If you have high blood pressure, knowing how to check your own blood pressure is both useful and important.
Checking your blood pressure at home does not replace going to the doctor. But because people are generally more relaxed at home than at the doctor’s office, their blood pressure may be lower at home. Therefore, when deciding on treatment options, it may be helpful to have information about both home and office blood pressure measurements available.
It is also helpful to bring your blood pressure monitor to your doctor’s appointments with you. Your doctor can make sure that you are checking your blood pressure correctly. Your machine can be checked against the office machine to look for any differences in readings.
Blood pressure monitors with an inflatable cuff that goes over the bicep (upper arm) tend to be more accurate than those that go over the wrist or finger. It is important that you use a cuff that is the right size for your arm; cuffs that are too big or too small can result in readings that are not accurate. Before buying a machine, measure around your upper arm and check to make sure that the measurement you get is included in the range of the cuff. There is no particular brand that is best.
A person’s blood pressure varies throughout the day, so it is normal to get different readings at different times and on different days. The best times to check your blood pressure are in the morning after you wake up or in the evening before you go to bed. If you take blood pressure medication, it is okay to check your blood pressure either before or after you take the medication.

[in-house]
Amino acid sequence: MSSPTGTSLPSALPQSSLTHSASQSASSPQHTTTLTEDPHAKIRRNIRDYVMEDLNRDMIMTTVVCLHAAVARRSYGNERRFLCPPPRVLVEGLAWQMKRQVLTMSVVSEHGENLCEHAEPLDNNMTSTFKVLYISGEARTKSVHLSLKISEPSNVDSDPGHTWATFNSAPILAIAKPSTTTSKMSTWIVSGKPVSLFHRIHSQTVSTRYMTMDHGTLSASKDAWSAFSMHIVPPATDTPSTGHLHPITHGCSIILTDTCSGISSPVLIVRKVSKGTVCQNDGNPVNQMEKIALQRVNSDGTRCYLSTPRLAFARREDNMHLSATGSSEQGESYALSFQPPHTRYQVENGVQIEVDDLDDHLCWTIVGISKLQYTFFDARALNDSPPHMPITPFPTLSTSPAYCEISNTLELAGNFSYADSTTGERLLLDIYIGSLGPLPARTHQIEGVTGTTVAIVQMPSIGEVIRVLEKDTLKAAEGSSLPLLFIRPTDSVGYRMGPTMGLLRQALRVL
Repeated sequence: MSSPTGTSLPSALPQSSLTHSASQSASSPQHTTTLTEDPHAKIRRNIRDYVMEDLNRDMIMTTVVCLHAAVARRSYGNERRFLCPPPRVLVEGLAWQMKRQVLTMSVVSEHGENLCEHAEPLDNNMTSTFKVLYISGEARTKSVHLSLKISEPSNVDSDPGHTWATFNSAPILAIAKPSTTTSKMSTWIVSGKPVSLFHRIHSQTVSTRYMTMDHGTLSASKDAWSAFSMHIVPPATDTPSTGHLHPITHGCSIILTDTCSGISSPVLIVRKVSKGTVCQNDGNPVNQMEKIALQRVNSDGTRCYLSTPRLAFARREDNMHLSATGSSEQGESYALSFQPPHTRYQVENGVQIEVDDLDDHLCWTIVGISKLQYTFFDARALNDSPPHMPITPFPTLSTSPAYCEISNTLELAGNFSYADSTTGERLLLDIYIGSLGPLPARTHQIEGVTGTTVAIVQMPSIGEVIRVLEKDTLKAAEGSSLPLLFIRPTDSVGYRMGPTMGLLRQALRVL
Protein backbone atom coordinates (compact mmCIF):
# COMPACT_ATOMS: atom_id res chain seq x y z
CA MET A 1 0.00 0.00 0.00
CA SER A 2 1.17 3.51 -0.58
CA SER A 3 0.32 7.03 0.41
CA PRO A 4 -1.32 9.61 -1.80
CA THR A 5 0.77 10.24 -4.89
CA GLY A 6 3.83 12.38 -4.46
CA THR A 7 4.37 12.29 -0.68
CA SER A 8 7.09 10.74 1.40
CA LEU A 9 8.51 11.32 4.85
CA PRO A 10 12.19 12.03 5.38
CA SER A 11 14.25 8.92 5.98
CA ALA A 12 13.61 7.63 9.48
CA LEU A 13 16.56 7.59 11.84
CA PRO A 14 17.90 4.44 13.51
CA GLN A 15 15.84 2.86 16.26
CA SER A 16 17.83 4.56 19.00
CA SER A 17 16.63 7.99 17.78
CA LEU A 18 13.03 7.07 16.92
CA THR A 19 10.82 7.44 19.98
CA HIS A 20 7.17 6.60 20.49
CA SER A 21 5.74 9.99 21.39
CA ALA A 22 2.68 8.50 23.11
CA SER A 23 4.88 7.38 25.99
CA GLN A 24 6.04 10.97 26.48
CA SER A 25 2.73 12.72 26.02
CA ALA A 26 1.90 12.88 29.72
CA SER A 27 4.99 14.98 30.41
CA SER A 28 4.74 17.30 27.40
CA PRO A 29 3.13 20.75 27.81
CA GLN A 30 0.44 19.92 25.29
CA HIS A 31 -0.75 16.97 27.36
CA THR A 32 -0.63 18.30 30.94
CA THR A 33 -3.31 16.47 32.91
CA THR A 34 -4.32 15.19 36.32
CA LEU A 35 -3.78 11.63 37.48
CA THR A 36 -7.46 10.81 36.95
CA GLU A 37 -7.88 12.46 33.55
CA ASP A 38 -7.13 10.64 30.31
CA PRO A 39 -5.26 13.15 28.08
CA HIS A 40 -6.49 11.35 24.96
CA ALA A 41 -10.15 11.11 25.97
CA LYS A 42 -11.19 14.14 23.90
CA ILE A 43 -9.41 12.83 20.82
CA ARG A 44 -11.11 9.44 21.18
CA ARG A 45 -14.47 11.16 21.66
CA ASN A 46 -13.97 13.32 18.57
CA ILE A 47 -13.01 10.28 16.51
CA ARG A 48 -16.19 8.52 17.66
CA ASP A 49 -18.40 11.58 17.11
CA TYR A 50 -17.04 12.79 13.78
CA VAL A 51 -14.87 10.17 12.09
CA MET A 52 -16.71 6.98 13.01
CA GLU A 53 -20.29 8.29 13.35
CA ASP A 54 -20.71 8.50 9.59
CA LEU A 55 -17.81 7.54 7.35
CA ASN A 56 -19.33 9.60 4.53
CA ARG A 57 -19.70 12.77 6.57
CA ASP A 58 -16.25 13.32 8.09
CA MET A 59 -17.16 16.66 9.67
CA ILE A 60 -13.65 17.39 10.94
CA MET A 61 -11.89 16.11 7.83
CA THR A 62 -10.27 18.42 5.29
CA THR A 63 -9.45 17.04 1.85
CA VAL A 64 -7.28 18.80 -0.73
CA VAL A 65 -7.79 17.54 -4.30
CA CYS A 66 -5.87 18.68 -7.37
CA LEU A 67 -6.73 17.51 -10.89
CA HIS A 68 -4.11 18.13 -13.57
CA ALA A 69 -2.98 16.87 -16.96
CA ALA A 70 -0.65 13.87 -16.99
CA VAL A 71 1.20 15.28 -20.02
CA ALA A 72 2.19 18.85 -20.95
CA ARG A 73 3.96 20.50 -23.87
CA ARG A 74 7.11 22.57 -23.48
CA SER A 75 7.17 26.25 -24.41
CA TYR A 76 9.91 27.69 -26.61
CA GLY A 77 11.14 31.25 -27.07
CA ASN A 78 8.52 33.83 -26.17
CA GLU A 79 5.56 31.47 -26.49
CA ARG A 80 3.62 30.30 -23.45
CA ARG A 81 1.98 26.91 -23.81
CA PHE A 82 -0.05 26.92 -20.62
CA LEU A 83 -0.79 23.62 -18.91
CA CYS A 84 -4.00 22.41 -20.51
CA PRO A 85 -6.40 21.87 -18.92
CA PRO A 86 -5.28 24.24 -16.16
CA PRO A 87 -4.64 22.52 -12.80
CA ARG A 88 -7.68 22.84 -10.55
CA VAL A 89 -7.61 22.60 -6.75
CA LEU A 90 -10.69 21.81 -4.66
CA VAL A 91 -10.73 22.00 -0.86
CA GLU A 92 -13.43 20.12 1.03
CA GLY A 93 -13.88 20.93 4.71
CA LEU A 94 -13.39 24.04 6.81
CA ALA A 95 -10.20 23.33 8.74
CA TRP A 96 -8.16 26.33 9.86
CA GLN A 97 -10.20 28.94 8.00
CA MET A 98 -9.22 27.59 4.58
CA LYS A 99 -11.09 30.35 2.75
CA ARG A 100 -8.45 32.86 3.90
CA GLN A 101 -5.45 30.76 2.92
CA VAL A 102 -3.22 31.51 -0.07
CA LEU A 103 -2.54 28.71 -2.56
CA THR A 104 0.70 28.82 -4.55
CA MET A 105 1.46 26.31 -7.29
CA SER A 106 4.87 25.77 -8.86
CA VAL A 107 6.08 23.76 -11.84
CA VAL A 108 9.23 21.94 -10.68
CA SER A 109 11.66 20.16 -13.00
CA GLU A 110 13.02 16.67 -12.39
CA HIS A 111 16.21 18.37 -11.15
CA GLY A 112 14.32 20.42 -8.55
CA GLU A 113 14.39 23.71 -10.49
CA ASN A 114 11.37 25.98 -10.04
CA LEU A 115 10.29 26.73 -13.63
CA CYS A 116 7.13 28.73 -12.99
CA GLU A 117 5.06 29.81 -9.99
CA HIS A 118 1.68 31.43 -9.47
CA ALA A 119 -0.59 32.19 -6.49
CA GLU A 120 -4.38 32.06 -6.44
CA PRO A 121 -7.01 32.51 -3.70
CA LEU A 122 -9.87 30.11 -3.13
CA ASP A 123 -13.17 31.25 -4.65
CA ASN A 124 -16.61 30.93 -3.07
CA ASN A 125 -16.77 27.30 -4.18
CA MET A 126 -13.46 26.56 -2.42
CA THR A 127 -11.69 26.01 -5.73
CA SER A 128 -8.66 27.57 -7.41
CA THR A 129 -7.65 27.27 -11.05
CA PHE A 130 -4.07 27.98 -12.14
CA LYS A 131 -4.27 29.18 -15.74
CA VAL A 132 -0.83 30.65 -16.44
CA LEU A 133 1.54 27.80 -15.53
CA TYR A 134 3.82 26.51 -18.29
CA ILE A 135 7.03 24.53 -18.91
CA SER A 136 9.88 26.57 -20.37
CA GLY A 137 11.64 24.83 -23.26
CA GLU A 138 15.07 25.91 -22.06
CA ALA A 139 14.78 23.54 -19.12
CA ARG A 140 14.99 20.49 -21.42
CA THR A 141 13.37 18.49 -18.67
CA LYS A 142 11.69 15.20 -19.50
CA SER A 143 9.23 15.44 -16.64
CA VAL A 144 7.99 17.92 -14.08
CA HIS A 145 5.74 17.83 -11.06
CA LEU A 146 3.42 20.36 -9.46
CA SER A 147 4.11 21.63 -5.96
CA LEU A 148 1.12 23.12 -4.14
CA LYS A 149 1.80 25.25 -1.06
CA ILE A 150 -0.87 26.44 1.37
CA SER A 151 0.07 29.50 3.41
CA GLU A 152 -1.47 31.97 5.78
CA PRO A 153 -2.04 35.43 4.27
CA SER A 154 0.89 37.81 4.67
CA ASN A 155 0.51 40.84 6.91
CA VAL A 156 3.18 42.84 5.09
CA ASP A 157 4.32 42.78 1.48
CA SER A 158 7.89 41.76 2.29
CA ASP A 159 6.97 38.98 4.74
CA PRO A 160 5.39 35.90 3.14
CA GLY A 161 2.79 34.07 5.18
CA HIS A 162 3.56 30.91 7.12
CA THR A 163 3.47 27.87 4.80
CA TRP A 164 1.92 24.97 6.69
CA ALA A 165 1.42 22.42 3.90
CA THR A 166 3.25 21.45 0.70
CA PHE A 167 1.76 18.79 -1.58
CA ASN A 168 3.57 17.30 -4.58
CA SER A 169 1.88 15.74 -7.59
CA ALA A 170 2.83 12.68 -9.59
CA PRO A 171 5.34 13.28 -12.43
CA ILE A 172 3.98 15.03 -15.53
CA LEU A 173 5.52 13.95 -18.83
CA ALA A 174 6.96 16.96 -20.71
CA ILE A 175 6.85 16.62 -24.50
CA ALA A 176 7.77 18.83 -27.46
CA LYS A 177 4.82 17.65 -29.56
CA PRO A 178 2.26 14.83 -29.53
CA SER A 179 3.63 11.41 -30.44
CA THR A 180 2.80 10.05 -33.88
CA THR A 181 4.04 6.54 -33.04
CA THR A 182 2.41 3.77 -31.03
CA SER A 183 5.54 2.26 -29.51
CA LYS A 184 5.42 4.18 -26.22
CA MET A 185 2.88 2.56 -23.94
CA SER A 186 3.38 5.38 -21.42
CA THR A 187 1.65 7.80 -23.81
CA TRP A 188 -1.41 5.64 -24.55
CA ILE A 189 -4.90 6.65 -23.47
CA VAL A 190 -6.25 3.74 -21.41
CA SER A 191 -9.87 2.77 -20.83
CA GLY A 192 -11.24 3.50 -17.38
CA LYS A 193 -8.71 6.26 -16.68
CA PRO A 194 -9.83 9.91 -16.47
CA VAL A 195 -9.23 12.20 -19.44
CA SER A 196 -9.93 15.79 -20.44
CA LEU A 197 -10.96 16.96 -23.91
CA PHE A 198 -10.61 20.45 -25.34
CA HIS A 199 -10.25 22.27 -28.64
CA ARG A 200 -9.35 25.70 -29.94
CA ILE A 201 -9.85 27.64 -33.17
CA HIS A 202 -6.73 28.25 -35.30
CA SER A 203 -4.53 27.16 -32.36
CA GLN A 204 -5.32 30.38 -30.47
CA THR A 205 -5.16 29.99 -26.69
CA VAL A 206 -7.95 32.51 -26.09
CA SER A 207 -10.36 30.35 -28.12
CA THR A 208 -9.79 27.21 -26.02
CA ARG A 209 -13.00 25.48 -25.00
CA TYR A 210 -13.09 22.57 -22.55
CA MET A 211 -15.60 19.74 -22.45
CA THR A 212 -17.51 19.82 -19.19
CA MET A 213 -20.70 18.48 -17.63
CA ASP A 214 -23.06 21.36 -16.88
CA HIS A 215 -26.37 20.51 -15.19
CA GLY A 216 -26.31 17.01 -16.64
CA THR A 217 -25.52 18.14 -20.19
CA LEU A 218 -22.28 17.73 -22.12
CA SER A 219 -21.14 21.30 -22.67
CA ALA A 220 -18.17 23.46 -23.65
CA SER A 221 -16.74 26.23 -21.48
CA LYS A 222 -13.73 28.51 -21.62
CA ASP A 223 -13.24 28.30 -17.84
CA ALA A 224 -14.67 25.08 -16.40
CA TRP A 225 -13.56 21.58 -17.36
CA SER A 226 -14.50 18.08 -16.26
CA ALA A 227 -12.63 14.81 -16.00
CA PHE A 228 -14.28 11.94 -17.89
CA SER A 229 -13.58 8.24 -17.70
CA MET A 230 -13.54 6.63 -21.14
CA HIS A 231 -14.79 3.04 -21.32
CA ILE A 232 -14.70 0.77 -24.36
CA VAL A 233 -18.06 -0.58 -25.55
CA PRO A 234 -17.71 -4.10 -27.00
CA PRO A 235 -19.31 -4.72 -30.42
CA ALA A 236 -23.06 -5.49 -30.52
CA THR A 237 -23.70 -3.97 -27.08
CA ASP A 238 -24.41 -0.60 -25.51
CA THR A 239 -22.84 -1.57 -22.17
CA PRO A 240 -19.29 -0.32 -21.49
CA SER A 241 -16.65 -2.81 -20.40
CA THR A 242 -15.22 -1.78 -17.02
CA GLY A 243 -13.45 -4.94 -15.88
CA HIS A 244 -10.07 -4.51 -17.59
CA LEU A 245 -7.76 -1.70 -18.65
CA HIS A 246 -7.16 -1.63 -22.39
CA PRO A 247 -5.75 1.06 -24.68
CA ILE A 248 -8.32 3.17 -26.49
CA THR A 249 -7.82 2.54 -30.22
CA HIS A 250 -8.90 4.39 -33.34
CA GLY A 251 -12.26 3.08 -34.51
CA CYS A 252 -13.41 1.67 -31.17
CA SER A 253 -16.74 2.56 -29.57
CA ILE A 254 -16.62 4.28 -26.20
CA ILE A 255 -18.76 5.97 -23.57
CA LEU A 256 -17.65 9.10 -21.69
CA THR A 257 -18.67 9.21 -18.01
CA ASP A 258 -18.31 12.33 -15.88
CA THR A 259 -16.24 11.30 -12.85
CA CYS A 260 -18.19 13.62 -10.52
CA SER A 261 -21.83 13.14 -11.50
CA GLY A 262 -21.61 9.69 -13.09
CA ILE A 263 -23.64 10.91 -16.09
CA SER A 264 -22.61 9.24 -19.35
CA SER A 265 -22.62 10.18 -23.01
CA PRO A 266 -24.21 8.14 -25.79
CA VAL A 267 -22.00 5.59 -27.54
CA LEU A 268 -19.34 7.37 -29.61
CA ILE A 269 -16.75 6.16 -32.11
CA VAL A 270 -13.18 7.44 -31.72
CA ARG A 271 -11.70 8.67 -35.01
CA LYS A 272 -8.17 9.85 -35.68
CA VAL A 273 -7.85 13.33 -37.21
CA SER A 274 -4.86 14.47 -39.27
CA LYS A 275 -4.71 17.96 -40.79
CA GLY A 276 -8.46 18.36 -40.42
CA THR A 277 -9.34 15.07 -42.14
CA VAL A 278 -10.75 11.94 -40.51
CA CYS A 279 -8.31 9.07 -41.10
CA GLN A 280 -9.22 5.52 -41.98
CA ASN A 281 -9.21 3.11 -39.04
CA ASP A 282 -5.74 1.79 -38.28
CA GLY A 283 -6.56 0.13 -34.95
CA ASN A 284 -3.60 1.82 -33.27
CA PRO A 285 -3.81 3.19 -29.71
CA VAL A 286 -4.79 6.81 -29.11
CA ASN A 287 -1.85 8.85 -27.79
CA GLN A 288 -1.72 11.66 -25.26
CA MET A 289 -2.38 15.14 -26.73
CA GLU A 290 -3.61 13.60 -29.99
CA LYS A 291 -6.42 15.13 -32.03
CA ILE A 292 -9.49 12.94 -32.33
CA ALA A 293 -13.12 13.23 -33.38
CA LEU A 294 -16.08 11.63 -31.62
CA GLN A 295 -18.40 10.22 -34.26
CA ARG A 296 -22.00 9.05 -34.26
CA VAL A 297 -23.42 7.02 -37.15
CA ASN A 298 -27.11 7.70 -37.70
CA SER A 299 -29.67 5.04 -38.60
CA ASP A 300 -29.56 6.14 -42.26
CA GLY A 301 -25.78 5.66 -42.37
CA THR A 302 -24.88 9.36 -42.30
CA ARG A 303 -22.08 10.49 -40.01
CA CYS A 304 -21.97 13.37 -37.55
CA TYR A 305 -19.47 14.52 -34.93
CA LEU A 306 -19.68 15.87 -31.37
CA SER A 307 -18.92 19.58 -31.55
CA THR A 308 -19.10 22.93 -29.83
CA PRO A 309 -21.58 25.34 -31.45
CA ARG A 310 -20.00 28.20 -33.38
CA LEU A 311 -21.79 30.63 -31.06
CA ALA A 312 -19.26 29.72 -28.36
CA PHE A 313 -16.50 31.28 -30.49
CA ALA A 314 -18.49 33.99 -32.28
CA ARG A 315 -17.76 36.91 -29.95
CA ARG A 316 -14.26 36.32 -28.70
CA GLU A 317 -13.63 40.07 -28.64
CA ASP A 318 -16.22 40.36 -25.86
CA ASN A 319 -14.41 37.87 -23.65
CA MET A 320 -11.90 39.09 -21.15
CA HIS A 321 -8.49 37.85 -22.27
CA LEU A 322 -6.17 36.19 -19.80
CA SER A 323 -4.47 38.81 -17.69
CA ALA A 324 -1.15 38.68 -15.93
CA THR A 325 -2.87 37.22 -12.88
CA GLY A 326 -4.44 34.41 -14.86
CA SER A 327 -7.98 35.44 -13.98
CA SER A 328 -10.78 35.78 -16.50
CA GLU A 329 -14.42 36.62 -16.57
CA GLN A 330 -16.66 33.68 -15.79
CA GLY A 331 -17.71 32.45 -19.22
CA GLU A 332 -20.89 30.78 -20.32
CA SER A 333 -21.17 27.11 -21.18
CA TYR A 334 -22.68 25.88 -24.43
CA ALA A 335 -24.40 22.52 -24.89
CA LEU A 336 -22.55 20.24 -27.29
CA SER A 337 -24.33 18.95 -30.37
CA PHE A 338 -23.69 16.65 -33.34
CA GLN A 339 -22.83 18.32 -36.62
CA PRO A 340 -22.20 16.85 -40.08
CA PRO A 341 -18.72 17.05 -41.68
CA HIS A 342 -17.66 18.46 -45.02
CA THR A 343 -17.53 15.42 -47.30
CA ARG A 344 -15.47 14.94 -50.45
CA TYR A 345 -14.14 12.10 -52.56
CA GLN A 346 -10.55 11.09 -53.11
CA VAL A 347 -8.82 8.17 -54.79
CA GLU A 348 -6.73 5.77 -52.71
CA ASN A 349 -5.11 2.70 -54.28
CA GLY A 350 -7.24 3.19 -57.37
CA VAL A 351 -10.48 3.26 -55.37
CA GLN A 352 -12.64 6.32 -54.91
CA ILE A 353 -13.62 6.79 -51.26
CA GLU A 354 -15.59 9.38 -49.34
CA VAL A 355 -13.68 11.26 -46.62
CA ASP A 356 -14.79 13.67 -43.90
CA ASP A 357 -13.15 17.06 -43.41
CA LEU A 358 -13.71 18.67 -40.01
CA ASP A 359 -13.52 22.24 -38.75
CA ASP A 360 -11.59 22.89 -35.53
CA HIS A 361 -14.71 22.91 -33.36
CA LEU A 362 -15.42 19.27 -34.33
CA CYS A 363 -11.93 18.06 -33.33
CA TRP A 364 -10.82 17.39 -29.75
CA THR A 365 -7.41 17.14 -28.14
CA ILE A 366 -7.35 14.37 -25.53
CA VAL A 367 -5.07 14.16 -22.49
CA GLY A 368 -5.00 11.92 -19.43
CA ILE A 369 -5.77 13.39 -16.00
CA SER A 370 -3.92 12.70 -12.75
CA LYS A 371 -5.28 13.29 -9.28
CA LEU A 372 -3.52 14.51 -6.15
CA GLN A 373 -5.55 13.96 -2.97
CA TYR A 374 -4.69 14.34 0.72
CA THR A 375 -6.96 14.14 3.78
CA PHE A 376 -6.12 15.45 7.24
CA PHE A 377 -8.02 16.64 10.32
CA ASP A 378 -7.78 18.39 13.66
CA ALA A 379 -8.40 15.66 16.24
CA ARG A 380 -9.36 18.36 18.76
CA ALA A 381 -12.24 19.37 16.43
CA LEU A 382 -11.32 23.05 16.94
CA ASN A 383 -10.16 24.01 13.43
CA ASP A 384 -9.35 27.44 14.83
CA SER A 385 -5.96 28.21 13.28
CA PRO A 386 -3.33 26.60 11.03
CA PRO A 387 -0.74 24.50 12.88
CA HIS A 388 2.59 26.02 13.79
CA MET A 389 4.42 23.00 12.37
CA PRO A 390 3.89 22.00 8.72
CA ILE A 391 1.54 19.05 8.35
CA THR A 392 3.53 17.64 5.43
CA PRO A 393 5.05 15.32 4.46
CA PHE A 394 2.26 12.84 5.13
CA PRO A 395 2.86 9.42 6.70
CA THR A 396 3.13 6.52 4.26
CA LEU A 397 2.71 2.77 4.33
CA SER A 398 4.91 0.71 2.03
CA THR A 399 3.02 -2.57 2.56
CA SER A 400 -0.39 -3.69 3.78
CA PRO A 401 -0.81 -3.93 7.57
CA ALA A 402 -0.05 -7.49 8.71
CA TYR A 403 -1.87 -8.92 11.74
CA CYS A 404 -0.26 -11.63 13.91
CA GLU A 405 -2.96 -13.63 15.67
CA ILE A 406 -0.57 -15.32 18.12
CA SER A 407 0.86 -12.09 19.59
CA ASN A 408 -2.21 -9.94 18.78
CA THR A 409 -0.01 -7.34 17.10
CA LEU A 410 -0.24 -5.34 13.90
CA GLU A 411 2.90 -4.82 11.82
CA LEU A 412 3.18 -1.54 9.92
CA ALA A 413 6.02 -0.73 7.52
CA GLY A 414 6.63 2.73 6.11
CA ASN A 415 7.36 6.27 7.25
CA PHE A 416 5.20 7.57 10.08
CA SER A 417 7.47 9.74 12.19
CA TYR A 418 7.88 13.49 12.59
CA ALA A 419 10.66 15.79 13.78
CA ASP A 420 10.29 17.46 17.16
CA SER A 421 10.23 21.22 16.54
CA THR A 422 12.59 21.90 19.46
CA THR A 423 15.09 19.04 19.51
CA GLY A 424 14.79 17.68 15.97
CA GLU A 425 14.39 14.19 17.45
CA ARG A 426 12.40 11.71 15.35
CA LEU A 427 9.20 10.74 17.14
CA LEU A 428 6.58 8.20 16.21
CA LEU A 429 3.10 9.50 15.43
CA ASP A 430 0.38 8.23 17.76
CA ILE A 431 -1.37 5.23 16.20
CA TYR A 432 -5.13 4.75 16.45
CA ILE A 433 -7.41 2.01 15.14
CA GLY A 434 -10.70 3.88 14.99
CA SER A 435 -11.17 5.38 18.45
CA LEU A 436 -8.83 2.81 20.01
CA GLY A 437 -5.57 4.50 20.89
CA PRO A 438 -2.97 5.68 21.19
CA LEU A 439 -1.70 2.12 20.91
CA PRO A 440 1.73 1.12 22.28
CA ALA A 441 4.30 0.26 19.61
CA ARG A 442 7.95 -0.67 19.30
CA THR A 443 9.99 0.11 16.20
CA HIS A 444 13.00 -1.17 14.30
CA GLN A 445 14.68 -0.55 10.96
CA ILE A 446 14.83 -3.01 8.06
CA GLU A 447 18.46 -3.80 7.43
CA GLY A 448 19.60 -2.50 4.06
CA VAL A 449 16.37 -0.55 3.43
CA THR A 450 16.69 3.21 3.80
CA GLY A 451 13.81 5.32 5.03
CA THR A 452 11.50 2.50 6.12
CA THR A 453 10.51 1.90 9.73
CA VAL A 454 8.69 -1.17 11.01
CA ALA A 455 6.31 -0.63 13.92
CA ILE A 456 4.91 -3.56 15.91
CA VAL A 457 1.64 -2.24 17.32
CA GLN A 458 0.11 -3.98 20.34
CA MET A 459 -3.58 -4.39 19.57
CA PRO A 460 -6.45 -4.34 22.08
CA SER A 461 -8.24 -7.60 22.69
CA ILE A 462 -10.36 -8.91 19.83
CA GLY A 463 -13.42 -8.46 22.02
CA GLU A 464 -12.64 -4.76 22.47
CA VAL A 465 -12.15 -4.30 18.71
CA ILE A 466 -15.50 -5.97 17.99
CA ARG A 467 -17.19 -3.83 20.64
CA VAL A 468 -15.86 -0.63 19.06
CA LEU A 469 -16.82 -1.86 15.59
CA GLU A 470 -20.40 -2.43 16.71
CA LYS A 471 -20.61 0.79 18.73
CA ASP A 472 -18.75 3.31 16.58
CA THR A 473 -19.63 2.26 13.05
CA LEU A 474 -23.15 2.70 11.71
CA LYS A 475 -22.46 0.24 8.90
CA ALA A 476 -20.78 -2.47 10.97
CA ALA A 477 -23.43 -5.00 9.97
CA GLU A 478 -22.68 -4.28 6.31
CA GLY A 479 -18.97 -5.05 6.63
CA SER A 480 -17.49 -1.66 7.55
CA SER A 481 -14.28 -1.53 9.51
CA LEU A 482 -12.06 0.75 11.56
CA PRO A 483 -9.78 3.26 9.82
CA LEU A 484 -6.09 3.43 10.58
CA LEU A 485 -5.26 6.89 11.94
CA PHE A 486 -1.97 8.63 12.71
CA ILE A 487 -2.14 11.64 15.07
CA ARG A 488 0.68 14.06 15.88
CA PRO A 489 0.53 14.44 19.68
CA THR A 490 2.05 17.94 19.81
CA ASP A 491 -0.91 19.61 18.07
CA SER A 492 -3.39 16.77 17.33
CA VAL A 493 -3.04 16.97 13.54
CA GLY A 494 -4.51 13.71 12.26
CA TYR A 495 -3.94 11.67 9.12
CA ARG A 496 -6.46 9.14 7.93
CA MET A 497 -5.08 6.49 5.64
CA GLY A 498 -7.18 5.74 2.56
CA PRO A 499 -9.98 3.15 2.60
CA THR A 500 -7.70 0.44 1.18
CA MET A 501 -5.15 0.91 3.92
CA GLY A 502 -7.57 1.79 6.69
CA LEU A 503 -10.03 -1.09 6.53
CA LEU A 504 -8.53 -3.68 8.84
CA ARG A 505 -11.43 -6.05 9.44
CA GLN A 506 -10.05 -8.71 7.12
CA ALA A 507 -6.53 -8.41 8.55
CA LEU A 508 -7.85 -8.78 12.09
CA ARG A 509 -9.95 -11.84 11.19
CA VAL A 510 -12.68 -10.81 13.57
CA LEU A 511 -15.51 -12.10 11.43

Factors such as caffeine, exercise, alcohol, stress level, and time of day can affect blood pressure. Try to measure your blood pressure at the same time every day. You should keep a record of all your blood pressure readings and the time of day you took them, and bring this log with you when you see your doctor.
Sit in a chair with both feet flat on the ground and your back straight. It is recommended you sit for about 5 minutes before measuring your blood pressure.
Rest your arm on a surface (such as a table) around the level of your heart or chest.
Take your blood pressure according to the instructions of your machine. Stay still and do not talk as the machine is working.
It can sometimes be helpful to repeat another blood pressure reading 1 to 2 minutes later and use the average of the 2 readings.
American Heart Associationwww.heart.org/HEARTORG/Conditions/HighBloodPressure/KnowYourNumbers/Monitoring-Your-Blood-Pressure-at-Home_UCM_301874_Article.jsp#.WUl5w-vyvDA
To find this and other JAMA Patient Pages, go to the For Patients collection at jamanetworkpatientpages.com.
Source: Celis H, Den Hond E, Staessen JA. Self-measurement of blood pressure at home in the management of hypertension. Clin Med Res. 2005;3(1):19-26.
Correction: This article was corrected online on July 20, 2017, to update the image.
Topic: Cardiovascular Medicine
Jin J. Checking Blood Pressure at Home. JAMA. 2017;318(3):310. doi:10.1001/jama.2017.6670
* * SCHEDULED MAINTENANCE * *
The JAMA Network Sites will be conducting routine maintenance from 10/20/2017 through 10/21/2017. During this window access to content and authentication may be intermittently available. The JAMA Store will be completely unavailable during the maintenance window.